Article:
By adding 1 the prohibition against job discrimination based on sex to the 1964 Civil Rights Act Congress intended to prevent employers from refusing "to hire an individual based on stereotyped characterizations of the sexes." Equal Employment Opportunity Commission, Guidelines on Discrimination Because of Sex, 29 CFR 1604.1 (a) (1) (ii). See Bowe v. Colgate-Palmolive Co., 416 F.2d 711 (CA7 1969); Weeks v. Southern Bell Tel. & Tel. Co., 408 F.2d 228 (CA5 1969). Even characterizations of the proper domestic roles of the sexes were not to serve as predicates for restricting employment opportunity. 2 The exception for a "bona fide occupational qualification" was not intended to swallow the rule.
That exception has been construed by the Equal Employment Opportunity Commission, whose regulations are entitled to "great deference," Udall v. Tallman, 380 U.S. 1, 16 (1965), to be applicable only to job situations [400 U.S. 542, 546] that require specific physical characteristics necessarily possessed by only one sex. 3 Thus the exception would apply where necessary "for the purpose of authenticity or [400 U.S. 542, 547] genuineness" 4 in the employment of actors or actresses, fashion models, and the like. 5 If the exception is to be limited 6 as Congress intended, the Commission has given it the only possible construction.
When performance characteristics of an individual are involved, even when parental roles are concerned, employment opportunity may be limited only by employment criteria that are neutral as to the sex of the applicant.
[ Footnote 2 ] See Neal v. American Airlines, Inc., 1 CCH Employment Practices Guide § 6002 (EEOC 1968); Colvin v. Piedmont Aviation, Inc., 1 CCH Employment Practices Guide § 6003 (EEOC 1968); 110 Cong. Rec. 2578 (remarks of Rep. Bass).
[ Footnote 3 ] The Commission's regulations provide: "Sex as a bona fide occupational qualification. "(a) The Commission believes that the bona fide occupational qualification exception as to sex should be interpreted narrowly. Labels - `Men's jobs' and `Women's jobs' - tend to deny employment opportunities unnecessarily to one sex or the other. "(1) The Commission will find that the following situations do not warrant the application of the bona fide occupational qualification exception: "(i) The refusal to hire a woman because of her sex, based on assumptions of the comparative employment characteristics of women in general. For example, the assumption that the turnover rate among women is higher than among men. "(ii) The refusal to hire an individual based on stereotyped characterizations of the sexes. Such stereotypes include, for example, that men are less capable of assembling intricate equipment; that women are less capable of aggressive salesmanship. The principle of non-discrimination requires that individuals be considered on the basis of individual capacities and not on the basis of any characteristics generally attributed to the group. "(iii) The refusal to hire an individual because of the preferences of co-workers, the employer, clients or customers except as covered specifically in subparagraph (2) of this paragraph. "(iv) The fact that the employer may have to provide separate facilities for a person of the opposite sex will not justify discrimination under the bona fide occupational qualification exception unless the expense would be clearly unreasonable. "(2) Where it is necessary for the purpose of authenticity or genuineness, the Commission will consider sex to be a bona fide occupational qualification, e.g., an actor or actress. "(b) (1) Many States have enacted laws or promulgated administrative regulations with respect to the employment of females. Among these laws are those which prohibit or limit the employment of females, e.g., the employment of females in certain occupations, in jobs requiring the lifting or carrying of weights exceeding certain [400 U.S. 542, 547] prescribed limits, during certain hours of the night, or for more than a specified number of hours per day or per week. "(2) The Commission believes that such State laws and regulations, although originally promulgated for the purpose of protecting females, have ceased to be relevant to our technology or to the expanding role of the female worker in our economy. The Commission has found that such laws and regulations do not take into account the capacities, preferences, and abilities of individual females and tend to discriminate rather than protect. Accordingly, the Commission has concluded that such laws and regulations conflict with Title VII of the Civil Rights Act of 1964 and will not be considered a defense to an otherwise established unlawful employment practice or as a basis for the application of the bona fide occupational qualification exception." 29 CFR 1604.1.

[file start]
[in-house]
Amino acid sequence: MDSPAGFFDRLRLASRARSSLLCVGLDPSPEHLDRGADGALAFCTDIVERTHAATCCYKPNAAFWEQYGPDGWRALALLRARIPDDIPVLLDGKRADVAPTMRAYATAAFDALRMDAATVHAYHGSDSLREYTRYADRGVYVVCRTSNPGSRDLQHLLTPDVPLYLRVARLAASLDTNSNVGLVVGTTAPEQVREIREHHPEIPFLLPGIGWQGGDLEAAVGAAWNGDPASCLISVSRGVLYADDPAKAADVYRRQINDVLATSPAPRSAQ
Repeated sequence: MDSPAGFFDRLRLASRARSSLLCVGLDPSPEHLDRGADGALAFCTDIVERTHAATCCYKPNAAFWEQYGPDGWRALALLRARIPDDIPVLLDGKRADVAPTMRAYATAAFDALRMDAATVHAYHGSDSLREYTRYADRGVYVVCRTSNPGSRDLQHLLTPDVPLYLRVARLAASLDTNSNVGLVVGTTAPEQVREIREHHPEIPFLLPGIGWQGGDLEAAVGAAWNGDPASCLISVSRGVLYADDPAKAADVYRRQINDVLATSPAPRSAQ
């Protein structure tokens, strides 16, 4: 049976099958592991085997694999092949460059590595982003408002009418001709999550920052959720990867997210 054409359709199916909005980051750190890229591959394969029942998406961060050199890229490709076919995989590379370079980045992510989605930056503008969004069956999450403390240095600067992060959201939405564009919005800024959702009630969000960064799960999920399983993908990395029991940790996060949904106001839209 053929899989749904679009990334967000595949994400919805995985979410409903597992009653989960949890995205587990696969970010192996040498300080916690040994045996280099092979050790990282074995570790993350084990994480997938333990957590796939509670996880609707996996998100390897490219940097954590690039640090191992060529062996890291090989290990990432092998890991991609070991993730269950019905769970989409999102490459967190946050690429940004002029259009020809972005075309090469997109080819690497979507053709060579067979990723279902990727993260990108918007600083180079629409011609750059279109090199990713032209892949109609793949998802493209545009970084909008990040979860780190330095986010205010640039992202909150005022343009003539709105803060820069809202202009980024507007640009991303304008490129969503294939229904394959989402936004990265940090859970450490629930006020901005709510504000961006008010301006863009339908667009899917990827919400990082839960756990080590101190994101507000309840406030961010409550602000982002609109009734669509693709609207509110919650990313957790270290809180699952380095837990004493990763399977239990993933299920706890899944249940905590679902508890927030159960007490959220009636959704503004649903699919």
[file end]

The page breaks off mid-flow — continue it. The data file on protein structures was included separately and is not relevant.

[ Footnote 4 ] 29 CFR 1604.1 (a) (2), n. 3, supra.
[ Footnote 5 ] See 110 Cong. Rec. 7217 (memorandum of Sens. Clark and Case).